After the Civil War, three amendments to the Constitution changed America.
What was the purpose of these amendments, and why were they necessary?
The South had fewer resources, fewer people, and less industry than the North. Still, Southerners fought fiercely to defend their cause. At first, the South won victories. At one point, Confederate armies under General Robert E. Lee drove northward as far as Gettysburg, Pennsylvania, before being driven back. In the last years of the war, Lincoln's most successful general, Ulysses S. Grant, used the massive resources of the North in a full-scale offensive against the South.
After devastating losses, the Confederacy finally surrendered in 1865. The struggle cost more than 600,000 lives—the largest casualty figures of any American war. Although the war left a bitter legacy, it did guarantee that the nation would remain undivided.
How did the 15th Amendment expand democracy in the United States?
As in Western Europe, the Industrial Revolution was transforming the United States at mid-century. By 1900, it led the world in industrial and agricultural output, thanks to many factors. It had vast natural resources, a stable government, and a growing population—supplied mostly by immigrants.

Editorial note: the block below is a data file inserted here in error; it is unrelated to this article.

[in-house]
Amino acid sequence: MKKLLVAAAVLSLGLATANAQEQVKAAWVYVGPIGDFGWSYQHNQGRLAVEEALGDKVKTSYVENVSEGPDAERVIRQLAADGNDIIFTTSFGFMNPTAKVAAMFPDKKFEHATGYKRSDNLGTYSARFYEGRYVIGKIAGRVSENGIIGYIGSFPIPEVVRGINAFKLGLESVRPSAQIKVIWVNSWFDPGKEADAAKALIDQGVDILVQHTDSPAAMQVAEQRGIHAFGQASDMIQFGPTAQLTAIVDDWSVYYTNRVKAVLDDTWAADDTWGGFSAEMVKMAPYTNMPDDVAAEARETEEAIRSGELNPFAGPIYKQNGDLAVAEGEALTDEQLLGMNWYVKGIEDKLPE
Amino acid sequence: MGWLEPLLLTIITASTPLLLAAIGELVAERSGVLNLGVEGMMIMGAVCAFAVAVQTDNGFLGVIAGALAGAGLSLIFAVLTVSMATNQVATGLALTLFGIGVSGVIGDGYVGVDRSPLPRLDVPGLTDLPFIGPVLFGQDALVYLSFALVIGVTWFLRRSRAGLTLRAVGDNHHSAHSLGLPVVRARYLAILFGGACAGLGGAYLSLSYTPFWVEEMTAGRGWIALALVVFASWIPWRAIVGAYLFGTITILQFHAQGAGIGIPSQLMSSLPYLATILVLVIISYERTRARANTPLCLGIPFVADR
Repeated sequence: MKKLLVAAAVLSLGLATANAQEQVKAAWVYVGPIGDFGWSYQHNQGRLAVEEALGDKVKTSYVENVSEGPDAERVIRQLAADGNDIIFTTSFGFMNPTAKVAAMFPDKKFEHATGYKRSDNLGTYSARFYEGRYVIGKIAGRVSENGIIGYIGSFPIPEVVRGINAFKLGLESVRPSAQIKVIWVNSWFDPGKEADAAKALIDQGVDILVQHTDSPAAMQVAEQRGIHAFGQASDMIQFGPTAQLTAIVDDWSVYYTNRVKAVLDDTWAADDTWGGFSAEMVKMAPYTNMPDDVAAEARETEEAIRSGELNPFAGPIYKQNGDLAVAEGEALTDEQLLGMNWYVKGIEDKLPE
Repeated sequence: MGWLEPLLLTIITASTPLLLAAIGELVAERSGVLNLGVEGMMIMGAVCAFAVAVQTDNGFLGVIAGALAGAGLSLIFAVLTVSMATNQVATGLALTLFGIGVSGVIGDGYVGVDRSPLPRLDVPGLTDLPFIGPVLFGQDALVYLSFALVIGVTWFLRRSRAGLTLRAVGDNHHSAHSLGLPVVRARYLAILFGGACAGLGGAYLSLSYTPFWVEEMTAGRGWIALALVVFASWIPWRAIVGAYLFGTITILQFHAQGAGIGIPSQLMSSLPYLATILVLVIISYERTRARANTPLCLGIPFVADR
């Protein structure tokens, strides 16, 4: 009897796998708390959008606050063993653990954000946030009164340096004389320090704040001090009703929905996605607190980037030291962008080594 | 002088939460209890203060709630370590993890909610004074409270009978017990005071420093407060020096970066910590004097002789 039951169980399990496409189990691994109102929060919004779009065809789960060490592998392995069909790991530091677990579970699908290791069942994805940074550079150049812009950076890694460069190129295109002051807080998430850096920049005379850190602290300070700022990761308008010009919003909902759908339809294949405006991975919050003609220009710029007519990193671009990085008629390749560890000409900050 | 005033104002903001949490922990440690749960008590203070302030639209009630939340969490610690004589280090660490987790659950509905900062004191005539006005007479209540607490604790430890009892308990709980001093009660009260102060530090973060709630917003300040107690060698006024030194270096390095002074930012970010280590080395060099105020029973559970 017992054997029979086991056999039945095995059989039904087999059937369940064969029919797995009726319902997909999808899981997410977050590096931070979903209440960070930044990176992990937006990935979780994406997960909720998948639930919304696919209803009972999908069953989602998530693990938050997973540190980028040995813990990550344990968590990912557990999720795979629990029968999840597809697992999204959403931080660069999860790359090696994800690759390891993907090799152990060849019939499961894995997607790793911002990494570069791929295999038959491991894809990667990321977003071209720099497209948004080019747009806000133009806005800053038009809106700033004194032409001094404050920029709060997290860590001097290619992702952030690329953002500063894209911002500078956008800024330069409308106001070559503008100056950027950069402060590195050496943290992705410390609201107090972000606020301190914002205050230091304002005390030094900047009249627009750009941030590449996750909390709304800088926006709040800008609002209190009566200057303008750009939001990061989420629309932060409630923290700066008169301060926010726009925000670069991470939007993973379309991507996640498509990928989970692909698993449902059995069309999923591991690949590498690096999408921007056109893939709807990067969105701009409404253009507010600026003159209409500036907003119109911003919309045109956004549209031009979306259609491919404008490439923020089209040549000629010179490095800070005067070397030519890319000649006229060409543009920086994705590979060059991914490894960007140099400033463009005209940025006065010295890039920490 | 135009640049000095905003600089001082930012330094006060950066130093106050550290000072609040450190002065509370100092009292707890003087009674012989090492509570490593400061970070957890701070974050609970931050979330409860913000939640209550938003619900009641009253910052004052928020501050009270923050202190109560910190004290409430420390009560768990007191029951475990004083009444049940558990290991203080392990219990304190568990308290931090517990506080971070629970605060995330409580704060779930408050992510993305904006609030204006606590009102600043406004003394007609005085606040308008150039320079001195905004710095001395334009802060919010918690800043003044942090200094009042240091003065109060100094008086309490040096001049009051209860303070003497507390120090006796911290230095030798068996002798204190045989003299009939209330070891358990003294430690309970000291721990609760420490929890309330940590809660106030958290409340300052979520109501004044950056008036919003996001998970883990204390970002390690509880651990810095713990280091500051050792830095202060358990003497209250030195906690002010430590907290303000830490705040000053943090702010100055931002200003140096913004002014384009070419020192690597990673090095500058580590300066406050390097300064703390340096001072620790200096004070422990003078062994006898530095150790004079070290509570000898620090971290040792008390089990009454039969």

The free enterprise system and the protection of property rights allowed entrepreneurs to invest in expanding businesses. The building of railroads and new technologies that improved communication further helped farming and industry.
By 1900, giant monopolies controlled whole industries. Scottish-born Andrew Carnegie built the nation's largest steel company, while John D. Rockefeller's Standard Oil Company dominated the world's petroleum industry. Big business enjoyed tremendous profits. The growing prosperity was not shared by all. In factories, wages were low and conditions were often brutal. To defend their interests, American workers organized labor unions such as the American Federation of Labor. Unions sought better wages, hours, and working conditions. Struggles with management sometimes erupted into violent confrontations. Slowly, however, workers made gains.
When economic hard times hit in the late 1800s, the farmers also organized to defend their interests. In the 1890s, they joined city workers to support the new Populist party.